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9 Jul 2015
On 19 June 2015, the Ministry of Industry and Information Technology (the “MIIT”) issued the Circular on Lifting the Foreign Equity Ownership Cap on Businesses Providing Online Data Processing and Transaction Processing Services (E-Commerce Businesses) (《关于放开在线数据处理与交易处理业务（经营类电子商务）外资股比限制的通告》, “Circular 196”). As its name suggests, Circular 196 lifts foreign equity restrictions for entities engaged in online data processing and transaction processing services in the e-commerce sector nationwide. Now, foreign entities may hold up to 100% of the equity interests in entities engaged in such businesses.
Circular 196 is another significant step taken by PRC authorities to gradually liberalize the telecommunications sector. It follows a similar regulation promulgated by the MIIT on 13 January 2015: Circular on Lifting the Foreign Equity Ownership Cap on Businesses Providing Online Data Processing and Transaction Processing Services (E-Commerce Businesses) in the China (Shanghai) Pilot Free Trade Zone (《关于在中国（上海）自由贸易试验区放开在线数据处理与交易处理业务（经营类电子商务）外资股权比例限制的通告》, the “FTZ Circular”). The FTZ Circular also lifted foreign equity restrictions for similar entities in the Shanghai Free Trade Zone (see our newsletter from19 January 2015). Circular 196 now extends the policy initiated by the FTZ Circular nationwide.
In general, we believe that Circular 196 likely will greatly impact the e-commerce industry as a whole as well as e-commerce foreign investment specifically.
Circular 196 is likely to impact the e-commerce industry primarily via newly introduced licensing requirements. Currently, self-managed e-commerce entities tend to only make a record filing for the provision of non-commercial Internet Information services (“ICP Filing”), while entities providing non-self-managed e-commerce services – both domestic entities and foreign-invested entities (“FIEs”) – have typically obtained an Internet content provider license (“ICP License”) for the provision of commercial Internet Information services.
Now however, Circular 196 requires that FIEs engaging in non-self-managed e-commerce services apply for an “online data processing and transaction processing (e-commerce business) license” (“E-commerce License”). At the moment, the prevailing interpretation of Circular 196 by relevant government authorities appears to be that the E-commerce License is to be obtained in lieu of ICP Licenses by FIEs. However, we cannot rule out the possibility that FIEs will not again be required in the future to both an ICP License and an E-commerce License. Particularly because the coverage of the two licenses differs: the E-commerce License is used for e-commerce-related activities, whereas an ICP License relates to Internet information services. Therefore, as FIEs providing non-self-managed e-commerce services also engage in activities historically categorized as Internet information services (i.e., displaying product information, advertising, etc.), it seems plausible that both licenses could be required in the future.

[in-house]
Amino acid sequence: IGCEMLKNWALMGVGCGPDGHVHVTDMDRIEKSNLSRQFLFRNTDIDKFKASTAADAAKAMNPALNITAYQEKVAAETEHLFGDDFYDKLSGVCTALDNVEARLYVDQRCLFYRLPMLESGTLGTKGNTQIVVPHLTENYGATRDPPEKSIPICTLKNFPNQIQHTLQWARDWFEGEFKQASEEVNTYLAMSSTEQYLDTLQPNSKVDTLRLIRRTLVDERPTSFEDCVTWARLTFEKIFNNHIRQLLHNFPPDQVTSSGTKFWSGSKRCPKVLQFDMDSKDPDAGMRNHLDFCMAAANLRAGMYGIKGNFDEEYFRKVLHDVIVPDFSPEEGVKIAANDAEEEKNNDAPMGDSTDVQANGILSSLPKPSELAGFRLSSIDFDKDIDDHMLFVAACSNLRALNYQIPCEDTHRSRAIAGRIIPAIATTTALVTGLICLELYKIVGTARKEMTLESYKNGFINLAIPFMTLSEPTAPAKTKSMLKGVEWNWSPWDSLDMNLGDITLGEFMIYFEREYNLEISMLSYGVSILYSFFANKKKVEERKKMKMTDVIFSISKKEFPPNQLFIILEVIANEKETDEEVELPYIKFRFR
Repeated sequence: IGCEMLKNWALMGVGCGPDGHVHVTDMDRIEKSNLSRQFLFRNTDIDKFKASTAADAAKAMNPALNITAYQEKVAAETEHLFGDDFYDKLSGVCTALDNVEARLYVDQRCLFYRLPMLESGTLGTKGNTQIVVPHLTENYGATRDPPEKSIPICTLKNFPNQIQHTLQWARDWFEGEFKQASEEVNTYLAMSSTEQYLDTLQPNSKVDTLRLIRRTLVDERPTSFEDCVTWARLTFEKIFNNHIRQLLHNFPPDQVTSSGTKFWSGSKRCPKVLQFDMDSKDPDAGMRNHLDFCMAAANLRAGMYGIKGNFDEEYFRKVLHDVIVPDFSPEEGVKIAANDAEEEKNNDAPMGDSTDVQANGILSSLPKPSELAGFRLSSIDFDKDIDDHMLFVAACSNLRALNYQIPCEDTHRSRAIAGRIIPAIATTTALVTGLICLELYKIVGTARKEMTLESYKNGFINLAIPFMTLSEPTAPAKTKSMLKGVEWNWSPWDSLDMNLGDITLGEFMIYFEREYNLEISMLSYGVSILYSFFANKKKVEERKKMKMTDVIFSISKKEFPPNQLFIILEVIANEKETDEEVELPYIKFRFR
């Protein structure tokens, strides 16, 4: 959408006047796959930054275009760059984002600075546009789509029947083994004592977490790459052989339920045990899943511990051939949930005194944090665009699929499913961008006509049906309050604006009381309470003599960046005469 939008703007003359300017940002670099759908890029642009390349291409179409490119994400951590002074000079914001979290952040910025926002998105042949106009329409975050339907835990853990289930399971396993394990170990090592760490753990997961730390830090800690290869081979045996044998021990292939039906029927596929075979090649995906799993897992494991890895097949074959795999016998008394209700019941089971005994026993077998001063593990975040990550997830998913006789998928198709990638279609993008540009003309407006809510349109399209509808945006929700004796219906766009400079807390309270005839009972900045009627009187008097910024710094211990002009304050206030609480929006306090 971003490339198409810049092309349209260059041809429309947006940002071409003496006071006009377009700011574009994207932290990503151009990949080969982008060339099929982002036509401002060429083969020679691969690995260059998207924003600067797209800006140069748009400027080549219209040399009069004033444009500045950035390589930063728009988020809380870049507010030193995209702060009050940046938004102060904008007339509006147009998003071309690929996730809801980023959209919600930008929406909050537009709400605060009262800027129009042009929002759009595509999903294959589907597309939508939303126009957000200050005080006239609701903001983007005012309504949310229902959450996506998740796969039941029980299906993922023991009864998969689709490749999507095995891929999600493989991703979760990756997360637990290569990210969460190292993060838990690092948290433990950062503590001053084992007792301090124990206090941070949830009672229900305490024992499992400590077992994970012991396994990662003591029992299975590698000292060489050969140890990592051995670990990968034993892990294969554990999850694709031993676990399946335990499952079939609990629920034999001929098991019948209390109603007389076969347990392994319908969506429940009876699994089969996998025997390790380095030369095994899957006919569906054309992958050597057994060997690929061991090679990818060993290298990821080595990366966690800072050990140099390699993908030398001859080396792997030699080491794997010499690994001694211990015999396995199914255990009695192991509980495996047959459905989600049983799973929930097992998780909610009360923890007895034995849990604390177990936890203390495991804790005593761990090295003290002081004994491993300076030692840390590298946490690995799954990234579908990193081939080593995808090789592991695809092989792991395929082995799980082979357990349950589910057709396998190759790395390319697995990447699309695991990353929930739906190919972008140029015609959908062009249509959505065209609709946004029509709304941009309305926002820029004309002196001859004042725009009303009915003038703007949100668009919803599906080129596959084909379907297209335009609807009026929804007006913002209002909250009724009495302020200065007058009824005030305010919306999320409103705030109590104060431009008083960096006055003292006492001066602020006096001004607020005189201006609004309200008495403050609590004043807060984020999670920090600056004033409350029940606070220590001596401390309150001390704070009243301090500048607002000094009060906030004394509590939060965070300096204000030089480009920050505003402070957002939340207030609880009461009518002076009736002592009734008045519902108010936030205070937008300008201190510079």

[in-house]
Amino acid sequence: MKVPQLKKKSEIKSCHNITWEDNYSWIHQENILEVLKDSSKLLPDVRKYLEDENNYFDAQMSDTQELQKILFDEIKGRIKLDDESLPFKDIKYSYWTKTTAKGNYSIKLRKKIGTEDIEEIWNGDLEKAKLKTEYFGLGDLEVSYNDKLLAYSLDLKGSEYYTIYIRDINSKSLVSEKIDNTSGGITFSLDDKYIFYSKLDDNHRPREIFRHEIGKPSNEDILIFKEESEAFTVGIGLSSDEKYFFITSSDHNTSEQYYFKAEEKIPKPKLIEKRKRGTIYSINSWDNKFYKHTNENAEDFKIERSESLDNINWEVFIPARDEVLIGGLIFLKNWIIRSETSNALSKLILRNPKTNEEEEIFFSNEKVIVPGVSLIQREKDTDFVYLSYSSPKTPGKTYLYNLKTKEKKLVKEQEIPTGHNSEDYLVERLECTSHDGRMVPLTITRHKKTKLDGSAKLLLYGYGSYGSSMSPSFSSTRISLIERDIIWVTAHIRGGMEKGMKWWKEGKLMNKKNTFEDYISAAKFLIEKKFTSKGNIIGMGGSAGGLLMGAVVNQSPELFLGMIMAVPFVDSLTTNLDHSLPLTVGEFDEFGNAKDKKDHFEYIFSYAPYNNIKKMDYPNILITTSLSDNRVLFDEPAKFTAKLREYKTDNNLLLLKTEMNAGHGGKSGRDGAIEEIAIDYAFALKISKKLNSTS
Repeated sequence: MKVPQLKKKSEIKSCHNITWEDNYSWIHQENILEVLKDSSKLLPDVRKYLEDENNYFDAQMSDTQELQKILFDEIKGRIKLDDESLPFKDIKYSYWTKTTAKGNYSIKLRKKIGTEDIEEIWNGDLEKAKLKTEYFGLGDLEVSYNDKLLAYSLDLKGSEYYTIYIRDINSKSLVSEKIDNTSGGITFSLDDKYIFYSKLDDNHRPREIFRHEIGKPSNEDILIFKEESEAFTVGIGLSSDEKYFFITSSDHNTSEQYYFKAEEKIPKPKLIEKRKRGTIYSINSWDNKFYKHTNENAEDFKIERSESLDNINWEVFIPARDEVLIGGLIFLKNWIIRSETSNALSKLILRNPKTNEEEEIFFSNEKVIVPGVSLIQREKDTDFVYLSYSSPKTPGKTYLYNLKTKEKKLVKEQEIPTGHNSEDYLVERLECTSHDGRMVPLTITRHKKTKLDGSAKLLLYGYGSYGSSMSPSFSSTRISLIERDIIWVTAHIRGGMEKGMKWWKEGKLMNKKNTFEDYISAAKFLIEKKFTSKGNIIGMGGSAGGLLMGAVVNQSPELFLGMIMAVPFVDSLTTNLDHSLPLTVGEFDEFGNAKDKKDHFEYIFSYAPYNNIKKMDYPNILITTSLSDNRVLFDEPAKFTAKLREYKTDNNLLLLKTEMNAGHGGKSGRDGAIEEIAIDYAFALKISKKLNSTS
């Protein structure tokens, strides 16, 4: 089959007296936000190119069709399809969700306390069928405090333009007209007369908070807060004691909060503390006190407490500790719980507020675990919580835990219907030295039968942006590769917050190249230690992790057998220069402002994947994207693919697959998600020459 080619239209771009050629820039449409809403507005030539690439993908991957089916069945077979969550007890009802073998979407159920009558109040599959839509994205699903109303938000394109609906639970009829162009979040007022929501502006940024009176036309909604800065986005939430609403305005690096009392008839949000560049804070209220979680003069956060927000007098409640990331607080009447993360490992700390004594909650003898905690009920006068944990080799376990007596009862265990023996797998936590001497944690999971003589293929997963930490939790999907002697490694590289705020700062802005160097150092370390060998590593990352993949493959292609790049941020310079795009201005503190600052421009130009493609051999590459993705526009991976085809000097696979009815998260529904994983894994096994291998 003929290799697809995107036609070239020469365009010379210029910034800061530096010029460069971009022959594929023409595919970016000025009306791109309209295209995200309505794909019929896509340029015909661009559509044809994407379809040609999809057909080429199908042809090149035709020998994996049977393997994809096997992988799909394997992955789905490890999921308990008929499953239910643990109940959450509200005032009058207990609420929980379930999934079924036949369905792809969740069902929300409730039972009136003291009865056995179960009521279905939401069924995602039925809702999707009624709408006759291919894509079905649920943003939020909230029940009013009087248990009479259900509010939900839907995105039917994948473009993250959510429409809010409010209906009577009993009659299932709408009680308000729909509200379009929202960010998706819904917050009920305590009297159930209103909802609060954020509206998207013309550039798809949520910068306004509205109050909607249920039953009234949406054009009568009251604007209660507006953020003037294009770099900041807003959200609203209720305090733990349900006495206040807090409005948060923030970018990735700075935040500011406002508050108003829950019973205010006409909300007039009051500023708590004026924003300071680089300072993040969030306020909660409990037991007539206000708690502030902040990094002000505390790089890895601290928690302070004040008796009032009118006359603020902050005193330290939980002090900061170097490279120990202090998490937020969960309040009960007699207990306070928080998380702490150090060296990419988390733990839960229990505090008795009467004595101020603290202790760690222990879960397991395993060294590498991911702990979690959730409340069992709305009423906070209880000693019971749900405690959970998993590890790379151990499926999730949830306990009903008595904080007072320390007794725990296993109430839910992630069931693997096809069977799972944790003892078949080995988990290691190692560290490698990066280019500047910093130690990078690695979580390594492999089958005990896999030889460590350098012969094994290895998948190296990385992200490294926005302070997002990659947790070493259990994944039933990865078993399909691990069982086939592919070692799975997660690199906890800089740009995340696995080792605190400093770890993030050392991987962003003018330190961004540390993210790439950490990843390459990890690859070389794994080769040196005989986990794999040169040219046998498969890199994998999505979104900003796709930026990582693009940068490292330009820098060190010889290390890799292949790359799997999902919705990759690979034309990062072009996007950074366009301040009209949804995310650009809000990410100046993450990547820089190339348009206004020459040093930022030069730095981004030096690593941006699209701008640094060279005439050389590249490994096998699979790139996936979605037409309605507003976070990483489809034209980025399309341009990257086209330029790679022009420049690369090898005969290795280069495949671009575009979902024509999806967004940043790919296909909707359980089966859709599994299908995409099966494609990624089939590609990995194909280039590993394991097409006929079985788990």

As for domestic entities, interpretations of the impact of the E-commerce License requirement appear uneven. One interpretation is that domestic entities engaging in non-self-management e-commerce services must continue to apply for ICP Licenses, as Circular 196 only applies to FIEs. Another interpretation is that the same requirement should apply to domestic entities, and they should therefore apply for E-commerce Licenses in lieu of ICP Licenses. Other authorities even appear to be considering requiring that domestic enterprises currently in operation with the ICP Licenses to apply for E-commerce Licenses in addition to their ICP Licenses.
Therefore, to ensure compliance with Circular 196, e-commerce enterprises should evaluate their various e-commerce business lines and communicate with legal counsel and relevant authorities to ensure that they meet new licensing requirements of Circulate 196.
Foreign Investment Impact
Circular 196 will also impact foreign investment. Circular 196 allows foreign investors to hold up to 100% of the equity interests in an e-commerce entity engaged in online data processing and transaction processing services. In addition, Circular 196 clearly states that foreign investors will still need to comply with the requirements of the Provisions on the Administration of Telecommunication Enterprises with Foreign Investment (issued in 2008, “Circular 534”).
Since the issuance of Circular 534, however, there have only been a few dozen FIEs in the telecommunications sector successfully set up. This is likely due to the lack of specificity of certain requirements, the difficulty in quantifying some standards in Circular 534 (e.g., “excellent performance records and operation experience in value-added telecommunications services business”), and the scrutiny of administrative authorities on foreign investment in telecommunications enterprises.
If the requirements of Circular 534 remain applicable, then foreign investors may continue to face significant hurdles to engage in the e-commerce sector, despite the liberalization of Circular 196. Therefore, the assistance of professional counsel should be sought to ensure that foreign investors applying to establish an e-commerce entity engaged in online data processing and transaction processing services are fully prepared to handle the nuanced and complex MIIT-approval process.
In general, until additional clarification is provided for the implementation of Circular 196, we would advise companies and investors to seek professional advice and continue to make inquiries with their local branch of the MIIT to gauge and respond to the implementation of Circular 196.